If Ron Wolf was the Green Bay Packers’ general manager, would he make a trade for Seattle Seahawks cornerback Richard Sherman?
Under the circumstances of the 1999 offseason, he might well have. Wolf became a legend in Green Bay for such bold moves. The trade for Brett Favre. The free agent signing of Reggie White. The hiring and then the firing of head coach Ray Rhodes within a calendar year.
No one would put 1999 in the archives as one of the Packers’ most memorable years. The Mike Holmgren era had just ended, and as Rhodes stepped in, the Packers prepared for the NFL Draft coming off perhaps their most gut-wrenching playoff loss ever. Terrell Owens’ 25-yard, game-winning touchdown catch at San Francisco with just 3 seconds remaining became known as “The Catch II.”
With Favre returning for his eighth season in Green Bay, the Packers set forth to re-tool a team in their new coach’s image. Wolf used the NFL Draft to not only address an area of concern but bury it.
On the first day of selections, he used picks in the first, second and third rounds on cornerbacks. Big cornerbacks, too. Clemson’s Antuan Edwards, 6-foot-1, came off the board at No. 25 overall. Then came 5-foot-11 speedster Fred Vinson of Vanderbilt at No. 47 overall. And finally, maybe the boldest pick of the bunch, 6-foot Mike McKenzie of Memphis at No. 87 overall.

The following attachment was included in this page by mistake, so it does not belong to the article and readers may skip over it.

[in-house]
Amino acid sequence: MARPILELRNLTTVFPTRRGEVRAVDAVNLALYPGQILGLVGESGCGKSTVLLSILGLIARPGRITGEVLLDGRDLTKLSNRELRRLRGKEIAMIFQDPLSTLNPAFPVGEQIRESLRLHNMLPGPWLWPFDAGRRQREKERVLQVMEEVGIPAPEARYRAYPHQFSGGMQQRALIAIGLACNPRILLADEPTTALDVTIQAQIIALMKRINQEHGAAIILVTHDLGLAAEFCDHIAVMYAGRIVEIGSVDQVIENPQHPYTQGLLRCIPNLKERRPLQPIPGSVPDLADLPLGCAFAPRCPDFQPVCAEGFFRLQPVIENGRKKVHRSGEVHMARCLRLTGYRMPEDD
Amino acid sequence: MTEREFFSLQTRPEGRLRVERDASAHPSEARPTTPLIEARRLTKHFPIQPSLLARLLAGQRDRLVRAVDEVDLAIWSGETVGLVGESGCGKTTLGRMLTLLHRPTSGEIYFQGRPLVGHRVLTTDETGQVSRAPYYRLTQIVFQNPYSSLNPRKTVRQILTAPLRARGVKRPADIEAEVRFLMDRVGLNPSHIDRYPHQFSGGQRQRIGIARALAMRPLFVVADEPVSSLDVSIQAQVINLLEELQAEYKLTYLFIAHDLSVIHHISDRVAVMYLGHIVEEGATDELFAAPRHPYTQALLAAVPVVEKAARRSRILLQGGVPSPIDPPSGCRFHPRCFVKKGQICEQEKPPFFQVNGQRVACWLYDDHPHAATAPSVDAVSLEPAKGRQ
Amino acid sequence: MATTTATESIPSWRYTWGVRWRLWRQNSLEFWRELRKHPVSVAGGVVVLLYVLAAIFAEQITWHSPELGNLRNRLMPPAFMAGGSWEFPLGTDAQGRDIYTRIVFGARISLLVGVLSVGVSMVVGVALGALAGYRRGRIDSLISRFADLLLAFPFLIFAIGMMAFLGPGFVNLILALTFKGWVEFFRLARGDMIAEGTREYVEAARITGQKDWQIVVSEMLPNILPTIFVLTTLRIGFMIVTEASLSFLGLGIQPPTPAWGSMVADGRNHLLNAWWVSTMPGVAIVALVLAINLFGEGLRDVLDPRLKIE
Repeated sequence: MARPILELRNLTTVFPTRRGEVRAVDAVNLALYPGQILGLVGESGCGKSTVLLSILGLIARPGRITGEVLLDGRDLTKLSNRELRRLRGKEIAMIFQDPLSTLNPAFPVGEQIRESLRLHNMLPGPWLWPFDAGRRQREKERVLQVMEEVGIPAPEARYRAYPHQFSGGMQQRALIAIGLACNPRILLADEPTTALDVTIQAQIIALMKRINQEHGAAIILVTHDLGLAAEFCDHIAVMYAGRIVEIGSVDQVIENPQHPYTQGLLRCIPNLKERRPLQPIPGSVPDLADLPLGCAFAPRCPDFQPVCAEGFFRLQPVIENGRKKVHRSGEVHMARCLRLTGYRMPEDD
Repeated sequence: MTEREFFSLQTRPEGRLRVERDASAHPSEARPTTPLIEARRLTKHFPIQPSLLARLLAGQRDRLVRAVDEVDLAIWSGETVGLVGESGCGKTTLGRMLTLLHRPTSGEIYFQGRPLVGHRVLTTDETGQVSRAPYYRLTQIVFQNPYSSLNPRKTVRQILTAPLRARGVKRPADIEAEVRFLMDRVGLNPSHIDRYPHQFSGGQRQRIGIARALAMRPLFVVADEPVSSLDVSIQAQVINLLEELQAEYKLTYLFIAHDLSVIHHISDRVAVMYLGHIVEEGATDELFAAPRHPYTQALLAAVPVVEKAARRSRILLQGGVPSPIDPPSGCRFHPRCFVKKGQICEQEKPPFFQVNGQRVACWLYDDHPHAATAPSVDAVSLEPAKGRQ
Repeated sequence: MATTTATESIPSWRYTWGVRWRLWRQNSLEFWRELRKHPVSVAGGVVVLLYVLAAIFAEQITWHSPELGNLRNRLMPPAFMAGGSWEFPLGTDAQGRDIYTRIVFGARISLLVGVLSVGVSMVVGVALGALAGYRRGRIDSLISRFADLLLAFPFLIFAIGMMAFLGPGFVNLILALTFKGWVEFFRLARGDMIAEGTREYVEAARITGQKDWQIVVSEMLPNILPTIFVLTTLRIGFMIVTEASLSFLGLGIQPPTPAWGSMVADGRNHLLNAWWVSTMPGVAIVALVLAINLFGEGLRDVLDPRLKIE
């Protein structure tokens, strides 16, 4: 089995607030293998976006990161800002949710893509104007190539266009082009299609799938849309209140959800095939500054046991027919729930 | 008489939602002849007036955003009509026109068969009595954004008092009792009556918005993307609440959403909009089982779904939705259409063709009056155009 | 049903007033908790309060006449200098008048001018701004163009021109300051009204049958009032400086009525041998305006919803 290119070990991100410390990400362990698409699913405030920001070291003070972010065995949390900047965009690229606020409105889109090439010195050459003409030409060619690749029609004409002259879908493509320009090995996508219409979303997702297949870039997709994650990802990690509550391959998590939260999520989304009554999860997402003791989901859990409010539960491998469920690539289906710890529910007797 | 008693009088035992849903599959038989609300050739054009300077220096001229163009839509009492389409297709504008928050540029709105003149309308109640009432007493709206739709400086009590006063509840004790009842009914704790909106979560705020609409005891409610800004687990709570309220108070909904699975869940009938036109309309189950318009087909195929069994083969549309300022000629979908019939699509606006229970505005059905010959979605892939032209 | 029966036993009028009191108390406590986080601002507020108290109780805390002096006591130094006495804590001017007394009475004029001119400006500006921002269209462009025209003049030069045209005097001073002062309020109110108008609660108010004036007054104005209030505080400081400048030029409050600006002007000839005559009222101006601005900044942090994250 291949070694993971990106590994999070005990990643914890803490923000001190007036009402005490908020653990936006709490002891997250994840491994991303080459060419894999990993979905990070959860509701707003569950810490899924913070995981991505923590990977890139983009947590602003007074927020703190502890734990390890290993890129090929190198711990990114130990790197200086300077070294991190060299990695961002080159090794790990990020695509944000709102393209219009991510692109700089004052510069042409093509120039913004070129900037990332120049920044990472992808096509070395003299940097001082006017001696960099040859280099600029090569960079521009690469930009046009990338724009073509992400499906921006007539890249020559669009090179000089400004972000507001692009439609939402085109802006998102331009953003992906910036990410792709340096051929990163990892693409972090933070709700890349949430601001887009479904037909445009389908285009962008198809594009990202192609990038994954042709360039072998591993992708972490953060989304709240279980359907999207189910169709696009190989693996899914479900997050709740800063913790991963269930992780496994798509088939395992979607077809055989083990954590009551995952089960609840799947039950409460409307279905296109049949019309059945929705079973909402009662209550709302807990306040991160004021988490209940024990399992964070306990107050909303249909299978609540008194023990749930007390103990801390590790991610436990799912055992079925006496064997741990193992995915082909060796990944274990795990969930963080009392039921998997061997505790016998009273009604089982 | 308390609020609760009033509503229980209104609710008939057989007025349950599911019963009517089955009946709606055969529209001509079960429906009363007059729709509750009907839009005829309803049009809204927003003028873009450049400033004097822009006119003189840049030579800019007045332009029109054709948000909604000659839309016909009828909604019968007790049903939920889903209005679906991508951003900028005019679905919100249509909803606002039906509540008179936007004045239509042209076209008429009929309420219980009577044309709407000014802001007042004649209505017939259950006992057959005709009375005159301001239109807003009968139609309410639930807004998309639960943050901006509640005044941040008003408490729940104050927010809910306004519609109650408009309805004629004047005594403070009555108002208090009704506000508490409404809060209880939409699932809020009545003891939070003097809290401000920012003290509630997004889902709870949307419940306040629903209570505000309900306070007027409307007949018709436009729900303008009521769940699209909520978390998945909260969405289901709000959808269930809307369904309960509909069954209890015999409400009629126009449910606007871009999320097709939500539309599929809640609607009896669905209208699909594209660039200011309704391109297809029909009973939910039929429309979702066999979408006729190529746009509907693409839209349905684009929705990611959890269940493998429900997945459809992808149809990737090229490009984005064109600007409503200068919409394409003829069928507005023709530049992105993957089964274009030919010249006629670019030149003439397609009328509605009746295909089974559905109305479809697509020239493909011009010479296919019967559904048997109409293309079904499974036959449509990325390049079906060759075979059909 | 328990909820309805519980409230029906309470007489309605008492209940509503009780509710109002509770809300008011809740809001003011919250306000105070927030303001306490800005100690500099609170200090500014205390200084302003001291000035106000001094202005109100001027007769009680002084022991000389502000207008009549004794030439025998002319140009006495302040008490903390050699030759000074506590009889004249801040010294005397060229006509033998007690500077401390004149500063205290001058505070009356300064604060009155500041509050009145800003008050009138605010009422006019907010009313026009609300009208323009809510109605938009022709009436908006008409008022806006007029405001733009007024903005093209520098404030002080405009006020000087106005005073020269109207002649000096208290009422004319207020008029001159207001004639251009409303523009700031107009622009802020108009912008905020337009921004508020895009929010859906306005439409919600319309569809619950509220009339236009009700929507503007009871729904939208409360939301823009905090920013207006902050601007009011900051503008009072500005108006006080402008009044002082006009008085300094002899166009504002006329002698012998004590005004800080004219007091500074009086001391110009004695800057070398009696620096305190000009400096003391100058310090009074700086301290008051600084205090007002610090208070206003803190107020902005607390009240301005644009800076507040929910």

It was the first time in the 64-year history of the NFL Draft that a team used its first three picks on defensive backs. The message had been sent. Yes, the Packers were looking to improve their cornerback group. But these selections were more in response to another team’s roster and, in particular, another team’s player.
“We have solved a critical problem”
The shift of power in the NFC Central Division in 1998 took the NFL by storm. Coming off a Super Bowl loss to the Denver Broncos, the Packers’ loss to the 49ers came as a wild card because the rival Minnesota Vikings posted their best-ever regular season at 15-1.
Quarterback Randall Cunningham’s renaissance season was aided by a talented group of skill-position players that included a brash rookie wide receiver.
Randy Moss wanted to rip up the NFL and wasted little time in doing so. In his first season, he garnered Rookie of the Year and Pro Bowl honors with 1,313 receiving yards and 17 touchdowns. On a rainy October Monday night at Lambeau Field, he stunned the home crowd with five catches for 190 and two touchdowns. A 75-yarder to Moss was called back by a holding penalty, otherwise Cunningham would have thrown for more than 500 yards. The Vikings won, slamming the door on the Packers’ 25-game home winning streak.
Receivers Cris Carter and Jake Reed also had their way with the Packers that night. And later in the season, Moss went for 153 yards and a touchdown in a 28-14 victory over the Packers at the Metrodome.
With 6-foot-4 receiver Herman Moore of the Detroit Lions also in the division and the league in general getting bigger and more athletic at wide receiver, Wolf sensed a new direction.